Q: Should the Pens win the Cup this year, where does Michel Therrien fit in the hierarchy of Pittsburgh coaches (and not just hockey)? I feel he doesn't get enough credit. I'm not sure enough people in Pittsburgh realize what we have here in Therrien.
Craig, Mt. Lebanon
MOLINARI: Your point about Therrien's detractors is well-taken; the Penguins could run the table in these playoffs and some people would insist they did it despite Therrien, not because of any positive impact he had. Sorry, but if a coach is held accountable when his team struggles, he and his staff deserve credit when it succeeds.
There's no question that Therrien has made some moves and decisions that invite criticism -- and he's received it in this space, and plenty of other places -- but, among other things, the discipline and defensive structure he has introduced during his two-plus seasons have played a significant part in how far the Penguins have gotten this spring.
That said -- and as much as some fans seemed interested in how this team, or members of it, stack up to championship clubs of the past -- it is far too early to make any definitive comparisons, for at least one major reason: These Penguins haven't won a Cup.
If, in fact, the Penguins do so something in the next few weeks -- and no one should devote too much time to scheming about how to blow off work so they can attend a victory parade just yet -- there will be ample time to compare and contrast them with the 1992 Penguins or the 1987 Edmonton Oilers or whoever. And if they don't, chances are not many folks will be interested in assessing how the team matches up with great clubs from the past, or how Therrien's work fits in with that of Chuck Noll or Bob Johnson or Chuck Tanner.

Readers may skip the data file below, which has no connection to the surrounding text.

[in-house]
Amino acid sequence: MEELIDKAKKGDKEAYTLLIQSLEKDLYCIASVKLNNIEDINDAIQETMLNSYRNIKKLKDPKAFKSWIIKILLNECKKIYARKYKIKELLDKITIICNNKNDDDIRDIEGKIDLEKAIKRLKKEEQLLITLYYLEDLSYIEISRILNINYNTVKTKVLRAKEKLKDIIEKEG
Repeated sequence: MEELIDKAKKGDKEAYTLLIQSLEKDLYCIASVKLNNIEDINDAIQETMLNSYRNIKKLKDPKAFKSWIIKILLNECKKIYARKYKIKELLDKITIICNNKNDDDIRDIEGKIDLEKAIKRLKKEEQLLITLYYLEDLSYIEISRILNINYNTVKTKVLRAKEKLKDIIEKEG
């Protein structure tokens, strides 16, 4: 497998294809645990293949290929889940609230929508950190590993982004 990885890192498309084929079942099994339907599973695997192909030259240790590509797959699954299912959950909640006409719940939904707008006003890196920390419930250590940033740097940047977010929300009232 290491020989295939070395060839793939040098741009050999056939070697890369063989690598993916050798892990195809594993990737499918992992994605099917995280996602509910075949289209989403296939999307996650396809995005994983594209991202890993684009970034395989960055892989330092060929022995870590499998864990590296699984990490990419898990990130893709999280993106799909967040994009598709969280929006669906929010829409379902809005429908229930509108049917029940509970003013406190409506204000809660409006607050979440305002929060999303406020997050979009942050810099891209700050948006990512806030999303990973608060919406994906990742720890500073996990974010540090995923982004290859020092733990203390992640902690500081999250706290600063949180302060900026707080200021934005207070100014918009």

Q: If the Pens win the Stanley Cup this year (and obviously it is a little early to be talking about that) and Ty Conklin does not play in at least one game during the playoffs, is it true he will not get his name on the Cup? He only played 33 games during the season and I think he would need to have played at least 41.
MOLINARI: When this general topic was addressed in the Q&A a few weeks ago, the moderator was remiss in not noting the difference between forwards and defensemen and goaltenders. And it is a significant one.
For while defensemen and forwards must participate in at least 41 regular-season games or one during the Cup final to be guaranteed a place on the trophy, all goaltenders have to do is dress for that many games. Actually facing shots in any of them isn't an issue, so if the Penguins were to win the Cup this year -- a pretty popular hypothetical these days, don't you think? -- Conklin would be assured of having his name on it, because he was in uniform for 54 games.
Also, because a surprising number of people have asked about it lately, Colby Armstrong would not be eligible to get his name on the Cup if the Penguins were to win it. Regardless of how many games he appeared in for the Penguins this season -- or, on a level that's more difficult to quantify, what he contributed to their success with his humor and attitude -- a player has to be a member of the organization in question when it actually wins the title to get a spot on the Cup.
Q: How is home-ice advantage determined for the Stanley Cup final?
Gerald Sipe, Delray Beach, Fla.
MOLINARI: Not surprisingly, this issue has been raised by more than a few folks over the past few days. The team with the most points during the regular season has home ice in the final. Detroit earned the most of any club that reached either of the conference finals.
Q: Does anyone still believe the Penguins tanked the last game of the season so they wouldn't have to play Philadelphia in the first round of the playoffs?
Pat Perri, Bakersfield, Calif.
MOLINARI: Haven't heard much discussion of that lately. Might just mean the Penguins have been too terrified to even discuss it.